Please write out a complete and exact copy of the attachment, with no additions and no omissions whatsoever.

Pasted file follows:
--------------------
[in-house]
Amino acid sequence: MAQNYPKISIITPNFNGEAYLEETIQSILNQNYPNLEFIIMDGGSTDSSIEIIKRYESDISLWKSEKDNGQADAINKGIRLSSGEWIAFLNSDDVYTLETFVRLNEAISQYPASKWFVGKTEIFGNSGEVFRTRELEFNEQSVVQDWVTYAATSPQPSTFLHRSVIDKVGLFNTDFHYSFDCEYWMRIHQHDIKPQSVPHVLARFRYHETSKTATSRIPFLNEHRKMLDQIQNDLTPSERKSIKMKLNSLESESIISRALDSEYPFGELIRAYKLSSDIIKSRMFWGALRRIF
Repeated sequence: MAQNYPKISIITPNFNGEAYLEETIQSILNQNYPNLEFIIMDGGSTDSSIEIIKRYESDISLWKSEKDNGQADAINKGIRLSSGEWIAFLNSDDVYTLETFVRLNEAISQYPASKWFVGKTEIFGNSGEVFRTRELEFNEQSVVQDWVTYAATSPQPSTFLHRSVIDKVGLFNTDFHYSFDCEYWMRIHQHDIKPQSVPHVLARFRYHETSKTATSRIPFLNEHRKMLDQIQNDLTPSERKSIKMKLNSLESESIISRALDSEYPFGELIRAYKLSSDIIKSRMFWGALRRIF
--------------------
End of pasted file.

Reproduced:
[in-house]
Amino acid sequence: MAQNYPKISIITPNFNGEAYLEETIQSILNQNYPNLEFIIMDGGSTDSSIEIIKRYESDISLWKSEKDNGQADAINKGIRLSSGEWIAFLNSDDVYTLETFVRLNEAISQYPASKWFVGKTEIFGNSGEVFRTRELEFNEQSVVQDWVTYAATSPQPSTFLHRSVIDKVGLFNTDFHYSFDCEYWMRIHQHDIKPQSVPHVLARFRYHETSKTATSRIPFLNEHRKMLDQIQNDLTPSERKSIKMKLNSLESESIISRALDSEYPFGELIRAYKLSSDIIKSRMFWGALRRIF
Repeated sequence: MAQNYPKISIITPNFNGEAYLEETIQSILNQNYPNLEFIIMDGGSTDSSIEIIKRYESDISLWKSEKDNGQADAINKGIRLSSGEWIAFLNSDDVYTLETFVRLNEAISQYPASKWFVGKTEIFGNSGEVFRTRELEFNEQSVVQDWVTYAATSPQPSTFLHRSVIDKVGLFNTDFHYSFDCEYWMRIHQHDIKPQSVPHVLARFRYHETSKTATSRIPFLNEHRKMLDQIQNDLTPSERKSIKMKLNSLESESIISRALDSEYPFGELIRAYKLSSDIIKSRMFWGALRRIF